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How Time Spent in the Woods Can Reset a Tired Brain

BY Phil White

Are you or your athletes hitting a training plateau or even drop-off due to mental exhaustion? Perhaps it’s time to try forest bathing.

Back in school, I hated math. And, truth be told, I stopped being able to help my son with his numbers-focused homework several years ago (thank goodness my father-in-law was a math professor so my wife is more than up to this task). But performance numbers can be fun. For me, that means split times for various rowing intervals, wattage, and occasionally, a 2,00-meter benchmark. If you’re a runner, maybe it’s elevation gain, distance, and stride cadence that you’re more concerned with. Regardless of which metrics matter most to you, it’s all too easy to get caught up in them until they become all that matters in your training. 

But what about when you hit a wall and the digits start turning backward, like Ferris Bueller’s plan to erase the evidence of his escapades in Cameron’s father’s Ferrari 250 GT California Spyder? Or when you hit a long plateau and seem to be stuck in neutral? Sure, you could keep trying to go harder and faster for longer, but as any experienced athlete or coach knows, you can only keep upping the intensity and volume until they conspire to crush you. 

Sometimes, the best way to go forward is actually to take a few steps back. Or, in, certain cases, a few steps outside your front door and into the great beyond. In the past few years, an increasing number of studies have suggested that simply taking a long, easy walk in a natural setting does wonders for your nervous system, stress and anxiety levels, and much more. Let’s take a closer look at the practice known as forest bathing and see how and why you should give it a shot to reset your body and mind. 

Be Like Residents of the Blue Zones

Some years ago, Dan Buettner was assigned an article by his editors at National Geographic to not only find the communities across the world with the greatest longevity but also to document the potential reasons for their lifelong vitality. Little did he know that what started as a simple assignment would lead to several New York Times bestselling books, starting with the seminal title The Blue Zones. One of the commonalities that Buettner found was that the people living in Okinawa, Sardinia, and other areas where active centenarians are commonplace rather than exceptions is that they walk outside every day. A lot. In fact, if they wore fitness trackers (note: they don’t), the daily pedometer reading would be over six miles on average. While the locales of each place designated as one of the Blue Zones differ in terms of climate and topography, their citizens all have ready access to traversing terrain.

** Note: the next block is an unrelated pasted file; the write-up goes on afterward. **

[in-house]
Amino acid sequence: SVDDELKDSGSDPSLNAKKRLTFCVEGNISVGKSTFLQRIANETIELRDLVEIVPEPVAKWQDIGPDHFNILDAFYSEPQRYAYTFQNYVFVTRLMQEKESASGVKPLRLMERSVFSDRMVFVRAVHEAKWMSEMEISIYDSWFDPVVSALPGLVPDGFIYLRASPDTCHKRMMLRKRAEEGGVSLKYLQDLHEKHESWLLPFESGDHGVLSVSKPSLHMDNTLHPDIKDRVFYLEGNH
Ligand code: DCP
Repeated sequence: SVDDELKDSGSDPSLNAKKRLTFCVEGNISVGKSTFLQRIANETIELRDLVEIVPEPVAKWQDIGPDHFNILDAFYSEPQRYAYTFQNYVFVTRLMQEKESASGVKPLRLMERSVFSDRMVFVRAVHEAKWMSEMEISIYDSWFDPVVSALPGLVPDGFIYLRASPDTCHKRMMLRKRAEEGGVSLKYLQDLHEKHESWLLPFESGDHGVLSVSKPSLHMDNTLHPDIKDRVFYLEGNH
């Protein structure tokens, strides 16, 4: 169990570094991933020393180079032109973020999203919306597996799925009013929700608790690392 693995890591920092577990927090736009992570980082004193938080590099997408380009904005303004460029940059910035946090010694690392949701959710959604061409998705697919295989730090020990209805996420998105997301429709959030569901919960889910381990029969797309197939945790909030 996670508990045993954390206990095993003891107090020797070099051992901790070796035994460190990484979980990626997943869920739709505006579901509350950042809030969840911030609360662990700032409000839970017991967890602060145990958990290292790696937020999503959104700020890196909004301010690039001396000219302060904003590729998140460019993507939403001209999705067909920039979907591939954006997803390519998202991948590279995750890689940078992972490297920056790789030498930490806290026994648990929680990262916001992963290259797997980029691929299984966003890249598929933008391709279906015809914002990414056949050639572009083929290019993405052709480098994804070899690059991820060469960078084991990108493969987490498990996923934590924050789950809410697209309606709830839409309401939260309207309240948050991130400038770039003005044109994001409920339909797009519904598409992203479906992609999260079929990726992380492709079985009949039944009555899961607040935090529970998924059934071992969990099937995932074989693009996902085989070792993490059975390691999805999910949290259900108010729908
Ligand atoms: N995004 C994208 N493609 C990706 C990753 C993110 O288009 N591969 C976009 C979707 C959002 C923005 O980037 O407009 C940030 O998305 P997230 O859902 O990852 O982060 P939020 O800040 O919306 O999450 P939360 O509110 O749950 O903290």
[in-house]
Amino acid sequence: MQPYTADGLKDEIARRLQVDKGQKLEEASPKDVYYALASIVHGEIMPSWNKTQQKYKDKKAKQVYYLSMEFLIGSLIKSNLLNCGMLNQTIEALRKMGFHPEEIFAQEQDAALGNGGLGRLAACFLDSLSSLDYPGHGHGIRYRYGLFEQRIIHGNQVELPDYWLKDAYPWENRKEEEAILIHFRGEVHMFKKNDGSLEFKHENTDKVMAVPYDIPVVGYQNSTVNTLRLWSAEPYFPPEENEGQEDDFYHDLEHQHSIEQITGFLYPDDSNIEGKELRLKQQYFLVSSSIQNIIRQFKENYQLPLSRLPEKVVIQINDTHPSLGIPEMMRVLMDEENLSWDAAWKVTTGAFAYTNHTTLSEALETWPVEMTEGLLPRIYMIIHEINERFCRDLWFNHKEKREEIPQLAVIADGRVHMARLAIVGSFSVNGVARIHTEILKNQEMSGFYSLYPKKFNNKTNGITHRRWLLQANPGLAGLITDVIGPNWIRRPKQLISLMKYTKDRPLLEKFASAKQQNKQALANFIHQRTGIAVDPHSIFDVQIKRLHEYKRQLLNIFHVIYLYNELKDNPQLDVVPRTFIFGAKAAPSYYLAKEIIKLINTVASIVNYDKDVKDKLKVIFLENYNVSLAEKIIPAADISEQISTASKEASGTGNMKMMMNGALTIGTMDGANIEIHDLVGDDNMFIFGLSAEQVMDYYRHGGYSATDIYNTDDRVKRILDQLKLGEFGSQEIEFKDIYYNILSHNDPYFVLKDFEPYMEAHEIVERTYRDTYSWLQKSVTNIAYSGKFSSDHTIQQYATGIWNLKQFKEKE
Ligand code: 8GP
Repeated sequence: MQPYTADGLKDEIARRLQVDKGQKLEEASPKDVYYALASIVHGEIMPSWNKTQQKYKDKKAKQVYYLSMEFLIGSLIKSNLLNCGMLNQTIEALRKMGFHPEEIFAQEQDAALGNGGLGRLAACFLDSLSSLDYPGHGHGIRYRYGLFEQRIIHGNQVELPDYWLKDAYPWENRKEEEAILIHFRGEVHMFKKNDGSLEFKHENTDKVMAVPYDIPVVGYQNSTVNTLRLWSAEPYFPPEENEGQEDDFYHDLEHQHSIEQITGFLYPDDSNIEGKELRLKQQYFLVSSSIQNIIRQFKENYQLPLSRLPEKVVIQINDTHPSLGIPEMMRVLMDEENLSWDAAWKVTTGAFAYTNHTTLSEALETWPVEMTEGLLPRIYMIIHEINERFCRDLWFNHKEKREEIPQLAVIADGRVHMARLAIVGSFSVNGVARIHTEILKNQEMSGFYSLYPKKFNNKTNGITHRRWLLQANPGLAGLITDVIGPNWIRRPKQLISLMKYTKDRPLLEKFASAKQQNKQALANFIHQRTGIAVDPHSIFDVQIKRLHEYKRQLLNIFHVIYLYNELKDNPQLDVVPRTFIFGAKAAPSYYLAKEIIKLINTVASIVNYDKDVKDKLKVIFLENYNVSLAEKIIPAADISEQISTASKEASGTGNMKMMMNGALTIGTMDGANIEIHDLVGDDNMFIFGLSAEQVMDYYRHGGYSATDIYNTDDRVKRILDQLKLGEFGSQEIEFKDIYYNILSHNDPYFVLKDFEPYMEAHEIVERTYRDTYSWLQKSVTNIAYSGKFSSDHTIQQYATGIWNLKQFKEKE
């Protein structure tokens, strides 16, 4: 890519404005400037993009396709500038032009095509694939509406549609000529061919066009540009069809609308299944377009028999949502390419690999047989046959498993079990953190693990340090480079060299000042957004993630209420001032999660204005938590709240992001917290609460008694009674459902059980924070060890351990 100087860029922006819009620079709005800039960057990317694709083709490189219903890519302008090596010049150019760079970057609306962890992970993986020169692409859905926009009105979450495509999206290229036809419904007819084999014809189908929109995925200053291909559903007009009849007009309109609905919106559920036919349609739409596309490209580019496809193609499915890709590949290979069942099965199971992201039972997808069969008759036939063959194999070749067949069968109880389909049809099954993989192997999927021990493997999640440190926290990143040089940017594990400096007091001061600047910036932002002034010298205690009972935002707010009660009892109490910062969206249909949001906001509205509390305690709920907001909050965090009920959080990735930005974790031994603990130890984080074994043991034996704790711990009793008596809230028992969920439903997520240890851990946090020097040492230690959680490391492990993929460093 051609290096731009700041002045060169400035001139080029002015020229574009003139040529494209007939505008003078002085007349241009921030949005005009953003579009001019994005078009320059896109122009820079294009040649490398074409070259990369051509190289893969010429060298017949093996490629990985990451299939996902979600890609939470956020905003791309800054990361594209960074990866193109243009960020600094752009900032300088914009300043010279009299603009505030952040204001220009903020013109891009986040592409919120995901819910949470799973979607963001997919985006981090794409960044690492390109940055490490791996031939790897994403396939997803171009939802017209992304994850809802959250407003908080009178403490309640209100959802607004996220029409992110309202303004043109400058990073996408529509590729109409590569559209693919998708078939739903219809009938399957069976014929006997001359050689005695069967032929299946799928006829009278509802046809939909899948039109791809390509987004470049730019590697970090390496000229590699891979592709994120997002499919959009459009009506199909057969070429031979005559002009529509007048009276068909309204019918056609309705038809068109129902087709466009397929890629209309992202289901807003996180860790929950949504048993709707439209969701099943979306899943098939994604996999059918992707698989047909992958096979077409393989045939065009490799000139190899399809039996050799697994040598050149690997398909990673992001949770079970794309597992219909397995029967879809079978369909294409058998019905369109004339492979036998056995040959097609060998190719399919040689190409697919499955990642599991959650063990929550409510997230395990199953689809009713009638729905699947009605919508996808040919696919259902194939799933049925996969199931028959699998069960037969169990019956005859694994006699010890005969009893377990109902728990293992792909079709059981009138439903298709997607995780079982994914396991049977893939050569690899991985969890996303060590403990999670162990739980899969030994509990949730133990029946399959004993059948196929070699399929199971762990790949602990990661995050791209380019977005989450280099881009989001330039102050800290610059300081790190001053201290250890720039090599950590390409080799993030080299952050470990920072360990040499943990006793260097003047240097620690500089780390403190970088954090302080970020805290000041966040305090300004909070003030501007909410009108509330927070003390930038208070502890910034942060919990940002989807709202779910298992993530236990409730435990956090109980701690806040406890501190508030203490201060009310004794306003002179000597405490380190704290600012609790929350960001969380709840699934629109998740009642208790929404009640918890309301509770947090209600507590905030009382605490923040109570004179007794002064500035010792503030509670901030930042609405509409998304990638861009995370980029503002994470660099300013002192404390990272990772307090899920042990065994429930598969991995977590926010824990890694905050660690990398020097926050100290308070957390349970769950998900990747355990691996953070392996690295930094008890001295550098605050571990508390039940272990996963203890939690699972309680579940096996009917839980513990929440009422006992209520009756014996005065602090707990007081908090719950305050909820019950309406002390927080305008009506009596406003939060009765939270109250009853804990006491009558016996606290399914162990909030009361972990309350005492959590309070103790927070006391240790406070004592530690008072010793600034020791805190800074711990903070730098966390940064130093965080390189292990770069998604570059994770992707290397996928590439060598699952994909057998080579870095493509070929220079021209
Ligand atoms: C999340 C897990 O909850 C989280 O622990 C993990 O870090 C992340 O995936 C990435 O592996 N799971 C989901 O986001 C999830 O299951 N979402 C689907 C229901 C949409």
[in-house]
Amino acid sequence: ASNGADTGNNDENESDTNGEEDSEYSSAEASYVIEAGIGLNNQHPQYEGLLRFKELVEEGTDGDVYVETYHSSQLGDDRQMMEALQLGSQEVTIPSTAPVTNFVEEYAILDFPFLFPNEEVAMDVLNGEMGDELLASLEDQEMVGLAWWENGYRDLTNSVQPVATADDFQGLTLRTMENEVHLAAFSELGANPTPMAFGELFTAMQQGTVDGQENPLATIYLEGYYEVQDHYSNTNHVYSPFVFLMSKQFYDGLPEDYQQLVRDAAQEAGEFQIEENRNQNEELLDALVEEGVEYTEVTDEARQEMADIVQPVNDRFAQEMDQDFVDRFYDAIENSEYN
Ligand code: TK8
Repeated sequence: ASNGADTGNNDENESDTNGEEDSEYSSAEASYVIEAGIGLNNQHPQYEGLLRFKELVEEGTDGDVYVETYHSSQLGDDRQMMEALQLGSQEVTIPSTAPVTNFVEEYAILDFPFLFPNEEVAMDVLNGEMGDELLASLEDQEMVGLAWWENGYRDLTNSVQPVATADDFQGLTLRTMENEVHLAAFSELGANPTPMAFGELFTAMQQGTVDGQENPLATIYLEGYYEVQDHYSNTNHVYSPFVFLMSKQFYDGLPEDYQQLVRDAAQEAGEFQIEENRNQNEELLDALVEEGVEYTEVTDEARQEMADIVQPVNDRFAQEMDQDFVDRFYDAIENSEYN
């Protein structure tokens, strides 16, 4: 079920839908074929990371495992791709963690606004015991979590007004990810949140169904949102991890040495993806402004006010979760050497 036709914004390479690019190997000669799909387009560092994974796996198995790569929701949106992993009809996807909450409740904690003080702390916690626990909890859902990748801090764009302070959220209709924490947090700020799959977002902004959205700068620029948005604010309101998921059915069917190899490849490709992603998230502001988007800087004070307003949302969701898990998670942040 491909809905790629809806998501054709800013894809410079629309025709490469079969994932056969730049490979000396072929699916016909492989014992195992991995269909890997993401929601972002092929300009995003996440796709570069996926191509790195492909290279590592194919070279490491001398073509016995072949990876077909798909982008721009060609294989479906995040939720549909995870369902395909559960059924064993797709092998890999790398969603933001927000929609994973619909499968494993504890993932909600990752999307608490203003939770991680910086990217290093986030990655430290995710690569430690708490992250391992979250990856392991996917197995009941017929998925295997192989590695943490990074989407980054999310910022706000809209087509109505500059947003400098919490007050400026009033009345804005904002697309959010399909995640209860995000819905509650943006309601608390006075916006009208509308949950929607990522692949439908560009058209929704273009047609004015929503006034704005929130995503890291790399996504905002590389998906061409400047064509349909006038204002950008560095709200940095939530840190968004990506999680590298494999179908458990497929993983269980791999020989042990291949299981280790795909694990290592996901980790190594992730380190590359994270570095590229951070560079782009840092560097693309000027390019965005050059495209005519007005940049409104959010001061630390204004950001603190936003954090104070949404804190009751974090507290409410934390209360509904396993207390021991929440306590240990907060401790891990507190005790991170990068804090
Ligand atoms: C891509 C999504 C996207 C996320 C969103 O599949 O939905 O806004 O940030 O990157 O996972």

You might not live in a seaside community in Japan or amidst towering peaks in Italy, but you can still take a leaf out of the Blue Zones playbook and simply get moving outdoors as often and for as long as your schedule allows. There’s plenty of science to back up the anecdotal evidence presented by Buettner and a bevy of anthropologists. Recent findings from an extensive American Cancer Society study of 140,000 people showed that those who walk at least six hours per week have a significantly lower incidence of cancer, respiratory illnesses, and cardiovascular disease. And just two hours of walking per week moved the needle on all three diseases in a positive direction.

Want to double down on such benefits? Researchers from the University of Tokyo – one of the leading pioneers in assessing the practice known as shinrin-yoku in Japan – found that taking a single two-hour walk in nature can boost the level of NK cells – which are involved in taking out cancer cells and other unwanted invaders – for up to 30 days. 

Mend Your Stressed-Out Mind

It isn’t just your body that can benefit from forest bathing, but also your brain and emotional state. In his book Blue Mind, author Wallace J. Nichols shared that veterans suffering from traumatic brain injuries (TBIs) and post-traumatic stress disorder (PTSD) who participated in Rivers of Recovery trips reported a 28 percent reduction in the physical effects of stress, 11 percent greater sleep quality, and feeling 67 percent more serene.

Forest bathing expert Yoshifumi Miyazaki found that the smell of cypress and pine trees enabled people who were stuck in a sympathetic (fight/flight/freeze) state to transition to a state of parasympathetic recovery (rest/digest) and calmed their prefrontal brain activity while taking a whiff of orange and rosebuds promoted relaxation. He also discovered that the aroma of cedar oil helps improve emotional stability. So even when you’re unable to get outside and literally smell the roses (like, say, during a stay-at-home policy is in place), you could still order some of these essential oils, put them in a diffuser with a carrier oil, and reap the health benefits. 

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About Phil White
Phil White is an Emmy-nominated writer and the co-author of The 17 Hour Fast with Dr. Frank Merritt, Waterman 2.0 with Kelly Starrettand Unplugged with Andy Galpin and Brian Mackenzie. Learn more at www.philwhitebooks.com and follow Phil on Instagram @philwhitebooks.

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